There are adequate opportunities for winning extra points or extra balls.
Hardware: Macintosh with 200 MHz PowerPC or higher (includes any iMac or iBook)
Software: QuickTime , MacOS 8,9,X
Memory: 12 MB free, no Ram Doubler (in Mac OS 8 or 9)
Colbricks sells for US$16 as a downloadable format. There is a free trial version available.
In my opinion even first time Mac users will be able to successfully play this game with practice.
OS X Tips
Controlling Sound From Your Desktop Everyone's response to sounds on their computers is unique. Sometimes that includes people who share one computer. Personally, I don't like a lot of sounds when I play games, as I find them distracting. With OS X you can control sounds right from your desktop.
On the top right portion of your screen, next to the date/time options, is the speaker symbol for sound. Click on that symbol once and a sound control bar will appear.
The Sound Control Bar
Put your cursor on the blue button and move it up or down as desired. Is that cool or what?
Controlling The Size Of Your Icons
A friend showed me this trick when I was trying to snap pictures from my desktop for a slide show I was creating. What he showed me was that you can easily change the size of the icons on your Mac OS X desktop. From the too-small-for-me-to-use, to the way-too-big, you can adjust your icon size as needed. First open a folder that contains other folders and/or icons. Make sure that folder is the active window and go to the View pull-down menu and select "Show View Options". This window will open on your desktop.
The Size Control Window
As you can see, you only have to slide the Icon size bar up or down the scale to control the sizes. Note, to, that you have the option to affect only the open window or every window on your machine. You can also change the text size.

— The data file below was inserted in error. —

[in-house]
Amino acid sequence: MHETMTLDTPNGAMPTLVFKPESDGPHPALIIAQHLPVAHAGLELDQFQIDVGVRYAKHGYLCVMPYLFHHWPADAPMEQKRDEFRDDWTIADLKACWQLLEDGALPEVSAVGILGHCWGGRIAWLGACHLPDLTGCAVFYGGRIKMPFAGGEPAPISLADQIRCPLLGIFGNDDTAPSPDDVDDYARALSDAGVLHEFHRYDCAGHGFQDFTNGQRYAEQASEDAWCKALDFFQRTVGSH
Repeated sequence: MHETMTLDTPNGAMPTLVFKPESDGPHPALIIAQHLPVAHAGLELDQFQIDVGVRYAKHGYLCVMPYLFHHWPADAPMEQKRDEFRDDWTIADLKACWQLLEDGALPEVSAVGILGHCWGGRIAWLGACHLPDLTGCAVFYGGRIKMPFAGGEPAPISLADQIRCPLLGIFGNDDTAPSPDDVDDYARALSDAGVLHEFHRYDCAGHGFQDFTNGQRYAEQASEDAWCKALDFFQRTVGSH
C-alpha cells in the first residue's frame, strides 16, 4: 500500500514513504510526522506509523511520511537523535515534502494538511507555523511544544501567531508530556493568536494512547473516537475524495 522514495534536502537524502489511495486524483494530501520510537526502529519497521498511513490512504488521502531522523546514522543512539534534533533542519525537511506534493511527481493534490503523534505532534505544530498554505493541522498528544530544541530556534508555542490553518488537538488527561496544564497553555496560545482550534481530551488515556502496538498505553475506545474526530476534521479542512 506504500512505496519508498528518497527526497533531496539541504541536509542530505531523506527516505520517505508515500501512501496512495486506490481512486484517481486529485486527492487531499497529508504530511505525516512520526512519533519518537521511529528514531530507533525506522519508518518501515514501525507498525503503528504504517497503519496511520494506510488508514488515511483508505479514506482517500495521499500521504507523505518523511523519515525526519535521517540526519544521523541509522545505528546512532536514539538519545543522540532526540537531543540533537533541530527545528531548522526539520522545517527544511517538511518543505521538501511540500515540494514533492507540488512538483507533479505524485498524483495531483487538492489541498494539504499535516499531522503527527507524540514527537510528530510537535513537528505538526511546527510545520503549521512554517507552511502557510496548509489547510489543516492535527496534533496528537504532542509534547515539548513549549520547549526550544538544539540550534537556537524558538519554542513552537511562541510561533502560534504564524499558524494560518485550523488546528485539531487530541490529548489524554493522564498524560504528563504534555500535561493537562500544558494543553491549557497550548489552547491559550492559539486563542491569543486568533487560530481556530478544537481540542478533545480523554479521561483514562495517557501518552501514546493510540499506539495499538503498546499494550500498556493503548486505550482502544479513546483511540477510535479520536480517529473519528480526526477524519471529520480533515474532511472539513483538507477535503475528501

Between the new applications available to me (and you) and all the new elements of OS X it seems like there is a whole new world of great computer experiences just waiting to be sampled. Right now I am discovering the iTunes Music Store and I will cover it in my next column. It is awesome. Have you discovered something new that you would like to share with other new users? If so, drop me a note and I will include it in an upcoming column.
Copies of Nancy's book Tips, Hints, and Solutions for Seasoned Beginners Using Apple Macintosh Computers With OS X are available in PDF download versions for US$9.57 and in print version for $18.15 plus $4.00 shipping. To view sample pages and get ordering information visit the September 14, 2004 column.
Talking to a generation that remembers what the world was like before there was color,
covers issues for people who don't care how their computer works, but rather what their computer and the internet can do for them.
Nancy has a Master's degree in Human Services Administration and prior to her retirement she worked for almost 30 years in field of mental health and mental retardation. She has been a Mac user for 11 years, and has recently developed an avocation of teaching basic computer skills in both group and one-to-one settings.